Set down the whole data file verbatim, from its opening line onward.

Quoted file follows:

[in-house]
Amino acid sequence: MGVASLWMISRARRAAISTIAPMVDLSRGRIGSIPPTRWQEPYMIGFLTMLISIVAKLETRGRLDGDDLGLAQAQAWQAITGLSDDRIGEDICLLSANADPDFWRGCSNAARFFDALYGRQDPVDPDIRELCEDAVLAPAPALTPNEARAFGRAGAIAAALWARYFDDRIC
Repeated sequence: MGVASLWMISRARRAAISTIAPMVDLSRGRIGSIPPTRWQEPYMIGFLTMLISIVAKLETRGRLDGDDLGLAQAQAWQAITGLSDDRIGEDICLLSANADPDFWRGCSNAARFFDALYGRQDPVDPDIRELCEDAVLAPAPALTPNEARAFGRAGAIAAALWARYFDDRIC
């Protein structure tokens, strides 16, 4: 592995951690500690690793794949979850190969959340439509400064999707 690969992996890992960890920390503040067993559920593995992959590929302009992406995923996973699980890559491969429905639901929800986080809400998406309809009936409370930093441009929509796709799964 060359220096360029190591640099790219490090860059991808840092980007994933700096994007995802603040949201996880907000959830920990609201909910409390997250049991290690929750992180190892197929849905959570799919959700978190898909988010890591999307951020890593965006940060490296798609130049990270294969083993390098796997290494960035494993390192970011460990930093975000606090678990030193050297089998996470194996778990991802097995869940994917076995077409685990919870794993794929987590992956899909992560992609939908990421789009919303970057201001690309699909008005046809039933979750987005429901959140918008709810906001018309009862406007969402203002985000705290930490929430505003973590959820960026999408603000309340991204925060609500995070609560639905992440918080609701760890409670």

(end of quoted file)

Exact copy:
[in-house]
Amino acid sequence: MGVASLWMISRARRAAISTIAPMVDLSRGRIGSIPPTRWQEPYMIGFLTMLISIVAKLETRGRLDGDDLGLAQAQAWQAITGLSDDRIGEDICLLSANADPDFWRGCSNAARFFDALYGRQDPVDPDIRELCEDAVLAPAPALTPNEARAFGRAGAIAAALWARYFDDRIC
Repeated sequence: MGVASLWMISRARRAAISTIAPMVDLSRGRIGSIPPTRWQEPYMIGFLTMLISIVAKLETRGRLDGDDLGLAQAQAWQAITGLSDDRIGEDICLLSANADPDFWRGCSNAARFFDALYGRQDPVDPDIRELCEDAVLAPAPALTPNEARAFGRAGAIAAALWARYFDDRIC
């Protein structure tokens, strides 16, 4: 592995951690500690690793794949979850190969959340439509400064999707 690969992996890992960890920390503040067993559920593995992959590929302009992406995923996973699980890559491969429905639901929800986080809400998406309809009936409370930093441009929509796709799964 060359220096360029190591640099790219490090860059991808840092980007994933700096994007995802603040949201996880907000959830920990609201909910409390997250049991290690929750992180190892197929849905959570799919959700978190898909988010890591999307951020890593965006940060490296798609130049990270294969083993390098796997290494960035494993390192970011460990930093975000606090678990030193050297089998996470194996778990991802097995869940994917076995077409685990919870794993794929987590992956899909992560992609939908990421789009919303970057201001690309699909008005046809039933979750987005429901959140918008709810906001018309009862406007969402203002985000705290930490929430505003973590959820960026999408603000309340991204925060609500995070609560639905992440918080609701760890409670």